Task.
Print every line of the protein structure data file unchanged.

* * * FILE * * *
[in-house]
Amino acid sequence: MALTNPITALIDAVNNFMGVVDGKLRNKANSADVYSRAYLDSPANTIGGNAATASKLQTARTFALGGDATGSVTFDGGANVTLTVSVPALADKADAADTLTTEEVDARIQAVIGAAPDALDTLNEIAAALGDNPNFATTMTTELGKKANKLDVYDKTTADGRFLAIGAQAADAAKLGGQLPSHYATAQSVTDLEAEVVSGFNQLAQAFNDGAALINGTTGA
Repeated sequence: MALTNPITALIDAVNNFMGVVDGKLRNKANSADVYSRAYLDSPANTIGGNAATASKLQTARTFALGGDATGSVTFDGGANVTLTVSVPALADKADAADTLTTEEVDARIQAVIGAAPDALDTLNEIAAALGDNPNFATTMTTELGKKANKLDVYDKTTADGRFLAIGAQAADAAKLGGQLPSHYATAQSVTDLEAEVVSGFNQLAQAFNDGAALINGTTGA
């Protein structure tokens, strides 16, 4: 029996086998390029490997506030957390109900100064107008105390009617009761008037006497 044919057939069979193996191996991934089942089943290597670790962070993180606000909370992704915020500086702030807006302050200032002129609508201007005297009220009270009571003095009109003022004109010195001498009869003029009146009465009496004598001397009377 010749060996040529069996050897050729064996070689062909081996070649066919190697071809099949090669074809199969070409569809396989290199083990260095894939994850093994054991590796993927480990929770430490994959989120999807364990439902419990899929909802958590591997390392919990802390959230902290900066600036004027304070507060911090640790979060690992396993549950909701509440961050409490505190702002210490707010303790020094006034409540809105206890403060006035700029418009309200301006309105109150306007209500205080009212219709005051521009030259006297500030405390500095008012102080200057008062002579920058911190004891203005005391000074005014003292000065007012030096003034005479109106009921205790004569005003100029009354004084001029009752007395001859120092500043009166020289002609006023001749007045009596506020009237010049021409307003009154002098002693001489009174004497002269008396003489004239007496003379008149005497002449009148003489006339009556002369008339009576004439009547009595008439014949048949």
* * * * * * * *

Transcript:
[in-house]
Amino acid sequence: MALTNPITALIDAVNNFMGVVDGKLRNKANSADVYSRAYLDSPANTIGGNAATASKLQTARTFALGGDATGSVTFDGGANVTLTVSVPALADKADAADTLTTEEVDARIQAVIGAAPDALDTLNEIAAALGDNPNFATTMTTELGKKANKLDVYDKTTADGRFLAIGAQAADAAKLGGQLPSHYATAQSVTDLEAEVVSGFNQLAQAFNDGAALINGTTGA
Repeated sequence: MALTNPITALIDAVNNFMGVVDGKLRNKANSADVYSRAYLDSPANTIGGNAATASKLQTARTFALGGDATGSVTFDGGANVTLTVSVPALADKADAADTLTTEEVDARIQAVIGAAPDALDTLNEIAAALGDNPNFATTMTTELGKKANKLDVYDKTTADGRFLAIGAQAADAAKLGGQLPSHYATAQSVTDLEAEVVSGFNQLAQAFNDGAALINGTTGA
């Protein structure tokens, strides 16, 4: 029996086998390029490997506030957390109900100064107008105390009617009761008037006497 044919057939069979193996191996991934089942089943290597670790962070993180606000909370992704915020500086702030807006302050200032002129609508201007005297009220009270009571003095009109003022004109010195001498009869003029009146009465009496004598001397009377 010749060996040529069996050897050729064996070689062909081996070649066919190697071809099949090669074809199969070409569809396989290199083990260095894939994850093994054991590796993927480990929770430490994959989120999807364990439902419990899929909802958590591997390392919990802390959230902290900066600036004027304070507060911090640790979060690992396993549950909701509440961050409490505190702002210490707010303790020094006034409540809105206890403060006035700029418009309200301006309105109150306007209500205080009212219709005051521009030259006297500030405390500095008012102080200057008062002579920058911190004891203005005391000074005014003292000065007012030096003034005479109106009921205790004569005003100029009354004084001029009752007395001859120092500043009166020289002609006023001749007045009596506020009237010049021409307003009154002098002693001489009174004497002269008396003489004239007496003379008149005497002449009148003489006339009556002369008339009576004439009547009595008439014949048949």